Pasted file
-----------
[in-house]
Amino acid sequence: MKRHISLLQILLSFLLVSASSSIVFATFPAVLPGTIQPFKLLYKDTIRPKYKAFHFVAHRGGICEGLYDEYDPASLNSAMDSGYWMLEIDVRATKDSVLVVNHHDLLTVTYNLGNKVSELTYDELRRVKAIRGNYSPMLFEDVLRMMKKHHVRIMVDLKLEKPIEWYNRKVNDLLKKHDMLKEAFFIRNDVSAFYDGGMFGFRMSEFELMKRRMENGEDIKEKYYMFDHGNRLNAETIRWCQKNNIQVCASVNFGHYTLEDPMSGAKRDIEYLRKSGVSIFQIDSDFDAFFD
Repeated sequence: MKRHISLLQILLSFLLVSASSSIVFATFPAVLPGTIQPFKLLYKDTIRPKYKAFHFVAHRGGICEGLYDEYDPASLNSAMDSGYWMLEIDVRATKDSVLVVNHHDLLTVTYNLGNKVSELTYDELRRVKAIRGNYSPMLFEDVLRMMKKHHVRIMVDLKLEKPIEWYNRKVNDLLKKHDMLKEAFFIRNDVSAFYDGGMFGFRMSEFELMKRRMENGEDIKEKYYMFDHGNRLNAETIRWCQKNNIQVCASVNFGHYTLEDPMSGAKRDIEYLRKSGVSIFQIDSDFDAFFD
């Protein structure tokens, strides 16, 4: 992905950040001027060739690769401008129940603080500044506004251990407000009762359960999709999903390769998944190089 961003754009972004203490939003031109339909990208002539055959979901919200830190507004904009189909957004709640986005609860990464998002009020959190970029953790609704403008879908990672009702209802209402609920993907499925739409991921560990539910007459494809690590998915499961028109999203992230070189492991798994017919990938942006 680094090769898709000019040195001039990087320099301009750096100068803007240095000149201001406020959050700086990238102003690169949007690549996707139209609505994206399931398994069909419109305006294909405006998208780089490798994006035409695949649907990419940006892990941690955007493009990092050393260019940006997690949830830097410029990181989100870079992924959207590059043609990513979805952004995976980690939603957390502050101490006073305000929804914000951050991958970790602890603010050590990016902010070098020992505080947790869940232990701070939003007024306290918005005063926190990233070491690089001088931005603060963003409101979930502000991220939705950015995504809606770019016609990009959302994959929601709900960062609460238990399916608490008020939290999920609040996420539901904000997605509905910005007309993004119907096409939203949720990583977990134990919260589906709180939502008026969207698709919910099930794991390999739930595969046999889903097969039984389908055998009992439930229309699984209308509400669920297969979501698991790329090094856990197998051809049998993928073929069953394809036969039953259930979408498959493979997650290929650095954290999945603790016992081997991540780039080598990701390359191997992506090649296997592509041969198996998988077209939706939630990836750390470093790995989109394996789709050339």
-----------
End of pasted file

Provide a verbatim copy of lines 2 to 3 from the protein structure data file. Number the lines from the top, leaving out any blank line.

Amino acid sequence: MKRHISLLQILLSFLLVSASSSIVFATFPAVLPGTIQPFKLLYKDTIRPKYKAFHFVAHRGGICEGLYDEYDPASLNSAMDSGYWMLEIDVRATKDSVLVVNHHDLLTVTYNLGNKVSELTYDELRRVKAIRGNYSPMLFEDVLRMMKKHHVRIMVDLKLEKPIEWYNRKVNDLLKKHDMLKEAFFIRNDVSAFYDGGMFGFRMSEFELMKRRMENGEDIKEKYYMFDHGNRLNAETIRWCQKNNIQVCASVNFGHYTLEDPMSGAKRDIEYLRKSGVSIFQIDSDFDAFFD
Repeated sequence: MKRHISLLQILLSFLLVSASSSIVFATFPAVLPGTIQPFKLLYKDTIRPKYKAFHFVAHRGGICEGLYDEYDPASLNSAMDSGYWMLEIDVRATKDSVLVVNHHDLLTVTYNLGNKVSELTYDELRRVKAIRGNYSPMLFEDVLRMMKKHHVRIMVDLKLEKPIEWYNRKVNDLLKKHDMLKEAFFIRNDVSAFYDGGMFGFRMSEFELMKRRMENGEDIKEKYYMFDHGNRLNAETIRWCQKNNIQVCASVNFGHYTLEDPMSGAKRDIEYLRKSGVSIFQIDSDFDAFFD